New proposal seeks to bring licensed software protection laws into line with those of physical products

EU wants two year software guarantee

The EU is considering implementing a radical new law that would make software developers responsible for bad or insecure code, much in the same way that physical products are covered under consumer laws.

Currently, the laws governing consumer protection for physical products, like PCs and television, do not cover licensed software. However, under changes proposed by EU commissioners Vivane Reding and Meglena Kuneva developers would be forced to guarantee the quality of their code for two a period of years.

"The current status quo, where licensed products are exempt from EU law, is unsatisfactory," said Helen Kearns, spokesperson for commissioner Kuneva.

Any extension to the EU Sales and Guarantee Directive would mean that consumers could, in theory, demand a refund on faulty software, or programs that don’t run on their machine due to it not matching the required specification.

Kearns did accept that such a ruling would give consumers more opportunities to abuse the system. "On the one hand there is the risk of abuse,” she said, “but on the other it’s not a good enough reason to say basic consumer protection should not apply."

Some commentators have warned that this could lead to a radical shift in the way that the channel works, and causing more headaches for retailers and distributors already suffering problems with RMAs.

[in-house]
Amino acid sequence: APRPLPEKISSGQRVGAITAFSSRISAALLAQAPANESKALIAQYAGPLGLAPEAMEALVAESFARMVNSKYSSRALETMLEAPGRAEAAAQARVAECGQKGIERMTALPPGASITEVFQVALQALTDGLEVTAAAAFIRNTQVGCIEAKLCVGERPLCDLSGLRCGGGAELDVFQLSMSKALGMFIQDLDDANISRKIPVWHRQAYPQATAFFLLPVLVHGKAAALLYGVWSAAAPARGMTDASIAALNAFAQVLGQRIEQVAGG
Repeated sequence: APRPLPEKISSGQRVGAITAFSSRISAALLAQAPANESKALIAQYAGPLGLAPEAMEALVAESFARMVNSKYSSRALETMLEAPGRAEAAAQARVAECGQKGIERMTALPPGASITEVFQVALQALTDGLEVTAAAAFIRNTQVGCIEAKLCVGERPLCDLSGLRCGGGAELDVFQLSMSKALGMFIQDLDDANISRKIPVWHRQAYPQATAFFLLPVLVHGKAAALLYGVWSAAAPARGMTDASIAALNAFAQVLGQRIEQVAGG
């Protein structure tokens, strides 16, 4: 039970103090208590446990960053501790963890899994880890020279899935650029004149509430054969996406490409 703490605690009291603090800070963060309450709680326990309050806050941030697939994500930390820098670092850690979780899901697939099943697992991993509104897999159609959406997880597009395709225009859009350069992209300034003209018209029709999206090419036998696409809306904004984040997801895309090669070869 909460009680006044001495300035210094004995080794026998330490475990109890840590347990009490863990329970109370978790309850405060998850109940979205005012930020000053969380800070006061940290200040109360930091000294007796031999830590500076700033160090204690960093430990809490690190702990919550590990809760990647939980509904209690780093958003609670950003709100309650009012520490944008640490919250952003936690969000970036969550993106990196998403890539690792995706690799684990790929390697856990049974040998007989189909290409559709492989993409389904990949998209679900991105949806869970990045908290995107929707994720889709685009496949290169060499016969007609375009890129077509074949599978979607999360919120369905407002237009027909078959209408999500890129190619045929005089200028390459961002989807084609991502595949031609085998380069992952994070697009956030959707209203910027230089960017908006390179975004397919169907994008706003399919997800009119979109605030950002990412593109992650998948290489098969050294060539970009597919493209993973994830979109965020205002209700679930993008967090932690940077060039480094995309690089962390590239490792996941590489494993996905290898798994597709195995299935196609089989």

They have also mooted that it could lead to some retailers avoiding stocking software that is known to have issues; something that could drive up the cost of quality assurance.

The BSA was one of the first to voice its concerns about the proposals. "Digital content is not a tangible good and should not be subject to the same liability rules as toasters,” the BSA’s director of public policy, Francisco Mingorance, told the BBC.

"It is contractually licensed to consumers and not sold," he continued.

"These contracts are governed by civil law that provide consumers with multitude of remedies for breach of contract. We are not aware of any shortcomings of the legal frameworks with respect to digital content."

The proposals would also look to remove regional licensing agreements for software sold within the EU, causing further headaches for some vendors and resellers.

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